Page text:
Actress Agata Kulesza, co-star of Paweł Pawlikowski’s Oscar-winning film ‘Ida’, may be a new name to her international audiences. In Poland, however, the veteran actress has been performing on stage and in the movies for over two decades. Kulesza first gained widespread popularity as a contestant on the popular show ‘Taniec z Gwiazdami’ (‘Dancing with Stars’), and since 2011 she has performed regularly at the Ateneum Theatre in Warsaw. In 2012 she received the Polish Academy Award for Best Actress for her leading role in the film ‘Róża’, directed by Wojciech Smarzowski.
However, her performance in ‘Ida’ elevated Kulesza from a domestic star to international fame. In the film, Kulesza plays Wanda Gruz, a Communist Party functionary and the aunt of the title character, Ida. Wanda is a hard-drinking woman with a bitter edge who represents a cruel regime. As a Jew, Wanda’s family suffered tremendously during World War II , yet as a Party member she is a part of an oppressive system. What gives Wanda depth, and where Kulesza shines, is that she is both victim and perpetrator, both sympathetic and contemptible, and Kulesza plays out the contradiction with skill. “I had to accept the fact that there were real women – as in this case – who did evil things, but who could also remain charismatic and very easy to relate to,” Kulesza said in an interview with The Varsovian, an internet portal.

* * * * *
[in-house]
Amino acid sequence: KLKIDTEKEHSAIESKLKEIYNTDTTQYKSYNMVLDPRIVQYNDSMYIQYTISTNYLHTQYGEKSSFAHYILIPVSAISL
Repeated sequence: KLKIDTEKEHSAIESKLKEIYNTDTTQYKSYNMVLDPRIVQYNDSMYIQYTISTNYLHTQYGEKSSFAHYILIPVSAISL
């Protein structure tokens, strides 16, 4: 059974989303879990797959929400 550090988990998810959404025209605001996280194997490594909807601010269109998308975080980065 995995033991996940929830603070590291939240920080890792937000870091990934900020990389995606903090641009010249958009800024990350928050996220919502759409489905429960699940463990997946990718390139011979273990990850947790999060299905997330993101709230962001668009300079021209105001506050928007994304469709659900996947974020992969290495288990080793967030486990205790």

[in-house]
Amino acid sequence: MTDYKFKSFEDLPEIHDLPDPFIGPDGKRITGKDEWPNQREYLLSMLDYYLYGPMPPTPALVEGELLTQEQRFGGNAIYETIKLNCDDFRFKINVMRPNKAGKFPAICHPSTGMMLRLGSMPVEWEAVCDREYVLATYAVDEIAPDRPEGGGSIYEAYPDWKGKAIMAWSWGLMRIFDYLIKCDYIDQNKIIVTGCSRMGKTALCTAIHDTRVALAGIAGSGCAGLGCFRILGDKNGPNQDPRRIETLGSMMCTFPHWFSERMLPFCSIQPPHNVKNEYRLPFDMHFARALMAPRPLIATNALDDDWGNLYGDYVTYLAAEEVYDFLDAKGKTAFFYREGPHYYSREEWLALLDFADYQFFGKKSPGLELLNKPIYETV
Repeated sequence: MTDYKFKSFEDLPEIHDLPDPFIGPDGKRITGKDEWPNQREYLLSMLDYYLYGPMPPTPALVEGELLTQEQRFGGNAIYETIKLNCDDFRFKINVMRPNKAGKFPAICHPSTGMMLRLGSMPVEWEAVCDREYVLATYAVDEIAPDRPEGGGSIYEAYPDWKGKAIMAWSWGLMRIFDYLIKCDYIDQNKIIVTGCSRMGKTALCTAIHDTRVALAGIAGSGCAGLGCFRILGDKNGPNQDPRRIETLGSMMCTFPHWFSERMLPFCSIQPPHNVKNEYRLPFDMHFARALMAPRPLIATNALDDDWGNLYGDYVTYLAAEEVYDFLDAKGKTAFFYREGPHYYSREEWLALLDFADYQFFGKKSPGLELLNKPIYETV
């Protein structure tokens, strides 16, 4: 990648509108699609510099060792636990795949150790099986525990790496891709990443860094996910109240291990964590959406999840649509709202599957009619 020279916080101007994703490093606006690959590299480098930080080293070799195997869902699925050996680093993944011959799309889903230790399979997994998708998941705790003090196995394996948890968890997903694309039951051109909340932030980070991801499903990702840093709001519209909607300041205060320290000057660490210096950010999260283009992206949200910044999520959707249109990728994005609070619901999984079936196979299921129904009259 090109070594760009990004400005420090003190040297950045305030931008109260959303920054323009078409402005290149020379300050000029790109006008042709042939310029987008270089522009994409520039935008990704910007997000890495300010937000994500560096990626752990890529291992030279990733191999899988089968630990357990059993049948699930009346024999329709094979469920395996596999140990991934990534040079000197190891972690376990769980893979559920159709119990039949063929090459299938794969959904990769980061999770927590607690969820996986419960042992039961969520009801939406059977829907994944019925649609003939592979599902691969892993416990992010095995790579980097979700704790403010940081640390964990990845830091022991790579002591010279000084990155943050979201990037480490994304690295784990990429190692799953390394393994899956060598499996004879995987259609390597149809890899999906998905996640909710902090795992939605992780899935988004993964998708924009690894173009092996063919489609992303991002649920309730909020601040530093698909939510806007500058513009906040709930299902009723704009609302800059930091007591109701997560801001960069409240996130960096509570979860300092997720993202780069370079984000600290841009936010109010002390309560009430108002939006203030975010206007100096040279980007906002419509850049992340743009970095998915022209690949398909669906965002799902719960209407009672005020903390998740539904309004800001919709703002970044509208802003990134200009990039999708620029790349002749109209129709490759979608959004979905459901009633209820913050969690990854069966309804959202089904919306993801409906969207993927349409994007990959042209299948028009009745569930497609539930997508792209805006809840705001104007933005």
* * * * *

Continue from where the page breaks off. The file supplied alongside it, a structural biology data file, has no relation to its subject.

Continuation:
For her performance, Kulesza won both “Best Supporting Actress” from the Los Angeles Film Critics Association (LAFCA) and “Best Actress” at the Gdynia Film Festival in 2013. Pawlikowski refers to her simply as “Kulesza the virtuoso”.
Due to the worldwide success of ‘Ida’ and Kulesza’s impressive performance in the film, her career has taken on a second life. She is now a sought-after actress for international directors and is currently working on a movie called ‘Innocent’, which is directed by Anne Fontaine and features a joint Polish and French cast. “I am always looking for a powerful story … one that moves something in me and hopefully something in the viewers,” Kulesza said.